Third, Chavern wants a “fair share of revenue and data.” In pursuit of this, the NMA would make an end-run around copyright law’s fair use doctrine, which permits the indexing of content, so as to force digital services to pay for the privilege of sending traffic to their sites. As I discuss below, news publishers have tried this in Europe. It hasn’t gone well.
There are lots of other problems here as well. As Mathew Ingram pointed out, there's tremendous hubris in the NMA members thinking that they're the only ones producing quality journalism:
This sense of entitlement is at the core of what the NMA is proposing. In effect, it is suggesting that mainstream newspaper companies are the only entities capable of producing quality journalism, and therefore they deserve a get-out-of-jail-free card so they can engage in what amounts to collusion. And they are hoping Congress will see Google and Facebook as the enemy.
Here’s a thought: What if these newspaper companies had spent a little more time trying to compete over the past decade or so, instead of relying on their historic market control to keep their profits rolling in? What if more had tried to improve their websites and their mobile versions, so that users wouldn’t install ad blockers, or turn to other solutions like Facebook Instant Articles?
Every single competitive threat the newspaper industry has faced, from Craigslist to Facebook, has been visible long before it decimated the industry’s profits, and most of the newspapers in the NMA did little or nothing to deal with them until it was too late.
Indeed, some more local news organizations are already pushing back against the NMA's plans. The Local Media Consortium, which admits some overlap with NMA members, points out that this whole thing seems like the wrong approach:
First, Chavern’s position ignores the LMC’s work during the last four years forging partnerships essential to us as providers of quality local content and local business solutions. Those partnerships align the news industry – print, broadcast and ultimately digital – with tech companies in a symbiotic relationship. The LMC has provided revenue opportunities for all levels of local media – and we’ve done that while leveraging our scale to garner both the attention and respect of the tech platforms. We have built partnerships based on shared value, not entitlement.
Second, I am concerned about the mixed messages the NMA’s stance is creating within the industry and our own LMC membership. The NMA board includes several members of the LMC, and these board members may not be fully aware of our relationship with tech companies. Chavern’s op-ed suggests a lack of knowledge of the tens of millions of dollars our partnership with Google has netted the industry, or the inroads we have made influencing innovation with Google, Facebook, Apple and Yahoo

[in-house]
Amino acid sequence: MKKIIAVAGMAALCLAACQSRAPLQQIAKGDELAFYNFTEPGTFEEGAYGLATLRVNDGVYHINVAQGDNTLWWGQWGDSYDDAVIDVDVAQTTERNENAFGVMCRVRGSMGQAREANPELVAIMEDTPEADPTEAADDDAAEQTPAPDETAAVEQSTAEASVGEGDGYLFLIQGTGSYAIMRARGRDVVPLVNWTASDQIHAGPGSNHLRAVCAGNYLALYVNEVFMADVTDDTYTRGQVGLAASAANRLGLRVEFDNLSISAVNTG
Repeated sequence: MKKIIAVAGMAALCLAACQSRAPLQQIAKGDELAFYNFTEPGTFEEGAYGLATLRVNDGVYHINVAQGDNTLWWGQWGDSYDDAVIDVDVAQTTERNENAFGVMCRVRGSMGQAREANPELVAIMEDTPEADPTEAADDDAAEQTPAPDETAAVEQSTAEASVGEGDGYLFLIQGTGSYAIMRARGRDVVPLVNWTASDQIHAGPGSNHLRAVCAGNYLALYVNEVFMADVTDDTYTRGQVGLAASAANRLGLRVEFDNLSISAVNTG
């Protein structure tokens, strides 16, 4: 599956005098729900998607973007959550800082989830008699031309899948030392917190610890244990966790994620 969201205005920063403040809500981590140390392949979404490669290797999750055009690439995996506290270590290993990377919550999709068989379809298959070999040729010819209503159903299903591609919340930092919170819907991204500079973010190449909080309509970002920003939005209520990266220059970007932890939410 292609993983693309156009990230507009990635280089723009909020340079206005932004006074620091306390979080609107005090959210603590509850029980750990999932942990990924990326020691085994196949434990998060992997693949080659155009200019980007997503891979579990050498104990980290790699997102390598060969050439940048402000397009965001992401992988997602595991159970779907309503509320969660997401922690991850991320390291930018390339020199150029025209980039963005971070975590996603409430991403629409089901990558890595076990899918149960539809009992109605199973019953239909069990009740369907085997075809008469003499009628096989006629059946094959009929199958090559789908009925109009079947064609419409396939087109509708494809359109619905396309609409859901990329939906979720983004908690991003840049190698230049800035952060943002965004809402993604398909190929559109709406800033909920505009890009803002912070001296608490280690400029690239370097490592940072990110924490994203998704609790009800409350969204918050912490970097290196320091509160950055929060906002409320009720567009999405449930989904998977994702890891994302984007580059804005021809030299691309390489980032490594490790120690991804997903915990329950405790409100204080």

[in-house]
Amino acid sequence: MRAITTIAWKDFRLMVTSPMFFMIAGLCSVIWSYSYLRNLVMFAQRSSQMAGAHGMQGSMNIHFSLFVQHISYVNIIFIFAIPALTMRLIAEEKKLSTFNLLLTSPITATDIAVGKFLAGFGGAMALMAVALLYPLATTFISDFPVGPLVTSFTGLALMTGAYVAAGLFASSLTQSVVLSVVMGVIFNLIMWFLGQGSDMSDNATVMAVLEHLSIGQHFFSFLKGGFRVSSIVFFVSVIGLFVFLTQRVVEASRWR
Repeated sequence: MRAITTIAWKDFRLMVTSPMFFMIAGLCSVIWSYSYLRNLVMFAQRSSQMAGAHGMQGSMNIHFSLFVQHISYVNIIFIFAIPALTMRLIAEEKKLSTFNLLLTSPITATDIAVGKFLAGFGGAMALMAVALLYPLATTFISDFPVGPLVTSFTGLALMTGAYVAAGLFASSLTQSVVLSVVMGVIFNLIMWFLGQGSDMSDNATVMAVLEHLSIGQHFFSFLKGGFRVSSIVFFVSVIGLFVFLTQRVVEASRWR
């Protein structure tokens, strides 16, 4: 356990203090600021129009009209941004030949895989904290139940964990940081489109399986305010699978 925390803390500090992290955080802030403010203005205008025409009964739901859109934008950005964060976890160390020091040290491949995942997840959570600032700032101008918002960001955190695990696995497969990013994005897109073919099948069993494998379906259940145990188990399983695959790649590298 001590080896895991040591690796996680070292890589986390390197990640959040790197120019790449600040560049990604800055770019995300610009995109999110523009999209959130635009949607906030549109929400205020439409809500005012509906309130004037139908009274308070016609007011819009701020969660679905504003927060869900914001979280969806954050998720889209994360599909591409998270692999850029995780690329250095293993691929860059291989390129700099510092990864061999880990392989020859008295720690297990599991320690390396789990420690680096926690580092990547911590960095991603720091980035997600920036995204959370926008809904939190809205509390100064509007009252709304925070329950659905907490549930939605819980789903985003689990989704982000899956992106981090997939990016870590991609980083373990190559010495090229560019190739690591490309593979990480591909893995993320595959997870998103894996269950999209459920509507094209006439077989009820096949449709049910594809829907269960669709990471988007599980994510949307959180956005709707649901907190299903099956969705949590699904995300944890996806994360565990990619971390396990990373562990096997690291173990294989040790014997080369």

That is, the LMC is looking at new tech and innovation as an opportunity. The NMA, on the other hand, seems to be looking at it as the enemy. This is a fairly typical response for legacy industries who failed to adapt, then flail about wildly against those who succeeded, but it's never good for consumers (there's a reason we don't allow collusion to happen after all...).
Rafat Ali probably summed all of this up best:
The only collective bargaining that'd work for publishers is asking FB/Google to shut down on weekends. Otherwise consumers have spoken.
— Rafat Ali (@rafat) July 9, 2017
Look, I get it. Google and Facebook are big and successful and making lots of money. And because these news organizations failed to do much to adapt (or, at best, made superficial embraces of digital), they're pissed and they blame Google and Facebook for their own failures (not unlike the recording and film industries). But that misses the point. There's a reason why this happened, and we shouldn't have the US government reward those who didn't innovate by taxing those who did. The end result would be bad for the public. It would be bad for innovation.
And, sure, I'm saying this as a news publication that is concerned about Google and Facebook's power in the market -- but it's on me to figure out how to adapt and leverage the benefits that platforms like that (and others) bring. Not to go running to the government seeking to collude with others and to cement weak business models in place. Frankly, for companies seeking to blame others rather than their own failures, it's probably best that they go out of business sooner, rather than later. Clear the field for others who are willing to innovate and embrace technology, rather than whine about it.